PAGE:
In an effort to educate more people about protecting wildlife and biodiversity, the Biodiversity Heritage Library boasts more than 180,000 illustrations of plant and animal species on earth, alongside 55 million pages of scientific studies and research collected from all around the world. Dubbed as the world’s biggest open-access digital archive dedicated to the planet’s wonderful biodiversity, the Library hopes that it will bring about more global collaboration to fight the ongoing climate emergency.
Biodiversity Heritage Library showcases thousands of animal and botanical sketches, diagrams and illustrations alongside a huge collection of literature, some dating back to the 15th century. Right now, over 180,000 high-resolution images are now available for everyone to download for free on its Flickr database.
One of the highlights is a digital version of The Zoological Sketches, two volumes of Joseph Wolf’s lithographs of wild animals living in Regent’s Park in London. These art pieces were originally created in the mid-19th century.
Other free nature images to explore on the site include the Zhuki Rossii i zapadnoĭ Evropy, created between 1905 and 1915 authored by Russian entomologist Georgii Georgievich Iakobson, which depicts a diverse colony of beetles from Russia and Europe and is available on the platform thanks to the Natural History Museum in London.
In addition to illustrations, the library provides users with a number of educational tools, including a searchable feature for species by taxonomy or options to view online discussions about books and articles in the archive. The public domain is regularly updated and growing, and the organisation now plans to upload the field notes from the Smithsonian Institution Archives and Libraries, as well as the National Museum of Natural History.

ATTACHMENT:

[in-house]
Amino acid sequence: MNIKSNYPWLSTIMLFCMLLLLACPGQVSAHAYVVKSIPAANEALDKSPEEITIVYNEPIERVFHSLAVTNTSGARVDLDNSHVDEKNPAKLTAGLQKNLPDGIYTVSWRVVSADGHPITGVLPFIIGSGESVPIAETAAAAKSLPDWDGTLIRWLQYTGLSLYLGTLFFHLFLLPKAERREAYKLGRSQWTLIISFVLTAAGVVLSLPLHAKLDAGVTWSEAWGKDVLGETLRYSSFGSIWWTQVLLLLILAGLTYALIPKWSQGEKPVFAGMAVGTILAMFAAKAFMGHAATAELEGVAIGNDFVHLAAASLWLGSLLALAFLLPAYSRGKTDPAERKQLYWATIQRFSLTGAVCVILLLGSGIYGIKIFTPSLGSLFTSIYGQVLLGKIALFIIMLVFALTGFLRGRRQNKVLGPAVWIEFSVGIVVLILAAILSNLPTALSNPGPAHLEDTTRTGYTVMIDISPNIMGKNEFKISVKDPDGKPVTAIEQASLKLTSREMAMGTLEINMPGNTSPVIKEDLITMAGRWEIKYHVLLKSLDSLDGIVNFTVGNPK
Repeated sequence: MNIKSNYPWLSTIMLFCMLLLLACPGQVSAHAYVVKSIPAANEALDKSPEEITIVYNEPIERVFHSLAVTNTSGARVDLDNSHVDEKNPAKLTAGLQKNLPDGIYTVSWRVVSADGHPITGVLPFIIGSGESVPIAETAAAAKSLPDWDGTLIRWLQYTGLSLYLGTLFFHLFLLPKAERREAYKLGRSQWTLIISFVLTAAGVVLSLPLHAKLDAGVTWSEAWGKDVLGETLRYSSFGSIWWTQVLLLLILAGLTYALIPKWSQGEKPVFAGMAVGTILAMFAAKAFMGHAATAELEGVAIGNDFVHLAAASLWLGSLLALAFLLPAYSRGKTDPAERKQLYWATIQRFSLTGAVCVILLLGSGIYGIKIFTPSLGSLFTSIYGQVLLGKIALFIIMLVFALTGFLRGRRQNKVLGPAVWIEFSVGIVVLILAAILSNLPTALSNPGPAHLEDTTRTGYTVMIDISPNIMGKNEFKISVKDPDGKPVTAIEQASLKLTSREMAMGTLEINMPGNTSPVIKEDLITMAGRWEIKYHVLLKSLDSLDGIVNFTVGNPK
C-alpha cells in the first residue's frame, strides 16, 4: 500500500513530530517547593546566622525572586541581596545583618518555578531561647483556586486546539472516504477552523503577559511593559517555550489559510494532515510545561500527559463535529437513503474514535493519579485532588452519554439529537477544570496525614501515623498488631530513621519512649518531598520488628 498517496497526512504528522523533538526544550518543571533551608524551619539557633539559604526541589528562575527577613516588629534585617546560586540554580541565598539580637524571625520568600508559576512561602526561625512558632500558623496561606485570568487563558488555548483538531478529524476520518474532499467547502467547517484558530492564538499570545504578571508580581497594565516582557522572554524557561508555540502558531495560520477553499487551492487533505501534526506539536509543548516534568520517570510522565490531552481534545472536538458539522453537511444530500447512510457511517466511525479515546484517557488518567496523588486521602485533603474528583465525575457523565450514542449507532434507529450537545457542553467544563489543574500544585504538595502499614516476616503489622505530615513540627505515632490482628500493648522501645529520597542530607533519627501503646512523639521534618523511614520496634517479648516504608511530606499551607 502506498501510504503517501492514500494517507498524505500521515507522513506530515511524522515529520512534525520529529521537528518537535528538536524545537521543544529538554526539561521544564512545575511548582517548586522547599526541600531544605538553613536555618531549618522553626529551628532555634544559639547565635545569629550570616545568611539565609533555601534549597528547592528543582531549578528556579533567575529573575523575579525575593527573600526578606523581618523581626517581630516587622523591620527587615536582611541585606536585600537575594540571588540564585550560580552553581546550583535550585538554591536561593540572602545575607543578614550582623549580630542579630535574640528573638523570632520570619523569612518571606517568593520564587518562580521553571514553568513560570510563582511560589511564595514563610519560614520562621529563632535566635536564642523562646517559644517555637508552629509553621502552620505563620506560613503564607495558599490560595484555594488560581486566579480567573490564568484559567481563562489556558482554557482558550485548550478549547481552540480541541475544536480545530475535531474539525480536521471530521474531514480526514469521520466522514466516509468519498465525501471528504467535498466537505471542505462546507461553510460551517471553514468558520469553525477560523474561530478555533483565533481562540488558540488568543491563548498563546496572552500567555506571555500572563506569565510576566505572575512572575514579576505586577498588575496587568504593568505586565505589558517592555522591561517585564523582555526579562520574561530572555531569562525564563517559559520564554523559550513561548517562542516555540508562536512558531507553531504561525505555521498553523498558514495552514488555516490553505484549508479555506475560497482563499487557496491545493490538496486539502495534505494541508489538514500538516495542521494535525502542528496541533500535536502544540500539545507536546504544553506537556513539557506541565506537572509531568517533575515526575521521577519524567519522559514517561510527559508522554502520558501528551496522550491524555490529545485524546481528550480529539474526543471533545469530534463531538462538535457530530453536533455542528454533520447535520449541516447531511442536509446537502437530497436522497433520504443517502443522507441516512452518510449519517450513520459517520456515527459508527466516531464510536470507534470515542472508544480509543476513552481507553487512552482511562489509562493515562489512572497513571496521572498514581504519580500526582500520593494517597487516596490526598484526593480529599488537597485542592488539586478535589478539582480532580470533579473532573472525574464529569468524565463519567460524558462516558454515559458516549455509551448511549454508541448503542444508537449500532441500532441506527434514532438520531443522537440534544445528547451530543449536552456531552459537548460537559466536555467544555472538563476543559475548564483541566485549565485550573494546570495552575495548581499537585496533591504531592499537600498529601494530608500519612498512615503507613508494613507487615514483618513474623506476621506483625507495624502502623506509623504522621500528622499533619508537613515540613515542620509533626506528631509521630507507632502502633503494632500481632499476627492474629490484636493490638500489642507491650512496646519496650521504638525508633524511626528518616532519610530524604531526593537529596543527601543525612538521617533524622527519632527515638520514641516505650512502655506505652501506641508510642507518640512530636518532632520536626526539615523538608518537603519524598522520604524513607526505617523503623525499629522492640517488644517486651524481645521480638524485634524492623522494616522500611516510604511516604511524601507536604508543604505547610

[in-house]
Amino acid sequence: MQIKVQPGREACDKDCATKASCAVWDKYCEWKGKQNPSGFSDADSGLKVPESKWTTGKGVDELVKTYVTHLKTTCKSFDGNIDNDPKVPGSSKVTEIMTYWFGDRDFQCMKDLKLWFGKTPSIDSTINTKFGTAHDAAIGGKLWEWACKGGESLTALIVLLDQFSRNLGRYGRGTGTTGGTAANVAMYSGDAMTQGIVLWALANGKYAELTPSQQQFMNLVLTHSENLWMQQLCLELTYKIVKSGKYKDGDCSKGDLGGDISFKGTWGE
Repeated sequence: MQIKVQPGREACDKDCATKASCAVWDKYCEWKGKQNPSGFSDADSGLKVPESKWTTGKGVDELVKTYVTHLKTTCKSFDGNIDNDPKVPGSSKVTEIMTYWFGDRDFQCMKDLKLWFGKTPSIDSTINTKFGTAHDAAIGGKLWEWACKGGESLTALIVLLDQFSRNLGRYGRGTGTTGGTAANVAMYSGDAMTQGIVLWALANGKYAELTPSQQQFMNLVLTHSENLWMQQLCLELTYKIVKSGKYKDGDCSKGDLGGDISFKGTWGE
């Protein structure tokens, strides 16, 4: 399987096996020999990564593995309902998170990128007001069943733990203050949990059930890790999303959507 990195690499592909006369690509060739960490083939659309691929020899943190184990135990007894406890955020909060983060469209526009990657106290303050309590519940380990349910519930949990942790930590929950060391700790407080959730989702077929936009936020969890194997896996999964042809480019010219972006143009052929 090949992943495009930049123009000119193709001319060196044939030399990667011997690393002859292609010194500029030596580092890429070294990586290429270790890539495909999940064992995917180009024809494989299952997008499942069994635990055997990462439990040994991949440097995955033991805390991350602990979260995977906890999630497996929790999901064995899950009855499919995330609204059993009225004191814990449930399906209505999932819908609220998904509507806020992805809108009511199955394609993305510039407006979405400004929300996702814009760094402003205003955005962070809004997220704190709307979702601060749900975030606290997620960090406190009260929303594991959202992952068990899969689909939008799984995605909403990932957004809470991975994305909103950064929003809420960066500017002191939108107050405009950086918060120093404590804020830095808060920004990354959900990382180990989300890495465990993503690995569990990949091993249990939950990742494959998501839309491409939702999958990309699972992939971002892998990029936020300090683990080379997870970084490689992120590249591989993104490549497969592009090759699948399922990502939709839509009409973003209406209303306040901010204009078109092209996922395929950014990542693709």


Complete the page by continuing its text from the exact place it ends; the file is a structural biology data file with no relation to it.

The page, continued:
Users who may be adverse to dig through the digital archive via Flickr can try the Library’s Instagram page, @biodivlibrary, where snapshots and captions are posted on the daily.
The aim of building the “biodiversity commons” is to inform more people to understand and appreciate nature’s biodiversity and encourage conservation efforts. From wildlife species to rare botanical ecosystems and habitats, a healthy and biodiverse system helps make earth habitable for humans, providing food and reducing the impact of natural disasters.
Over the past decades, due to rapid urbanisation, pollution, forest logging, snaring and hunting, mass biodiversity loss has become a major environmental threat. Scientists have long warned that reduced biodiversity will pose an immediate danger to our food security, resilience to more frequent climate-related disasters and ultimately, life on earth for humanity.
Biodiversity loss is also related to the current Covid-19 pandemic. According to a team of the world’s leading experts, the combination of global air travel, unsustainable urbanisation and industrial livestock farming has created a “perfect storm” for haunting disease outbreaks. They added that if we do not halt the destruction of nature, we may be looking at more deadly and destructive pandemics to come.
It is still possible to appreciate and protect biodiversity in urban areas, contrary to popular belief. Hong Kong, for instance, is one of the most biodiversity-rich urban cities in the world, and in the latest City Nature Challenge held by community science app iNaturalist saw Hong Kong lead the charts for the top city in Asia for the number of biodiversity observations.
All images courtesy of Biodiversity Heritage Library.